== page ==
Reading a Newbery winner after the fact can be an interesting experience. You can either congratulate the Newbery committee on their splendid choice or wonder where they left their brains when they made their decision. If I had read this before the Newbery was announced, I probably would have liked it much better. I just had some serious favorites for the Newbery this year, that's all, and I still would have preferred that one of them had won. Oh, well.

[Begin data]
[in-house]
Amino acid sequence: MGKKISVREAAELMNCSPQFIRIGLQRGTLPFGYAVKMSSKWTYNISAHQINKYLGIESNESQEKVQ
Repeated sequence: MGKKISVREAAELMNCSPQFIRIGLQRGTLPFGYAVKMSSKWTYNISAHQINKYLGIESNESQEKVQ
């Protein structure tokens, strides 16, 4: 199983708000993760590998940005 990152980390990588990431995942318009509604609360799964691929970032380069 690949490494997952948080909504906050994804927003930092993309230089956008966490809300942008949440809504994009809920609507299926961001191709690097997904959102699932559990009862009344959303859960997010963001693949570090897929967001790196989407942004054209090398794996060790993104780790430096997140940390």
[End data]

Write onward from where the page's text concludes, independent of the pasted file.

When I read adult fiction, I prefer stories that have action. Where something happens. Not nonstop action like James Patterson, but too much atmosphere/characterization/etc doesn't interest me at all. This is probably why I'm drawn to historical fiction. Big characters, big events, big drama--that's my style. And A Good American delivers this, and then some. A young couple from Germany immigrates to New Orleans (they wanted to go to New York, but circumstances prevented them from doing so, and New Orleans couldn't be that different, no? Since it is also "new?") and then to a rural Missouri town, where they are caught up in the great sweeping events of the 20th and 21st from World War I to the post 9/11 era. I read a blurb that praised this as being "old-fashioned storytelling." That's quite right; it takes you on a terrific journey with wonderful and memorable characters. Historical fiction fans should definitely check it out, especially if you want a break from king, queens, and all kinds of dastardly lords and ladies (although I do hope that the expectations that the Downton Abbey craze will affect historical fiction come to pass; such a fascinating era, and one that hasn't been explored that much in British historical fiction).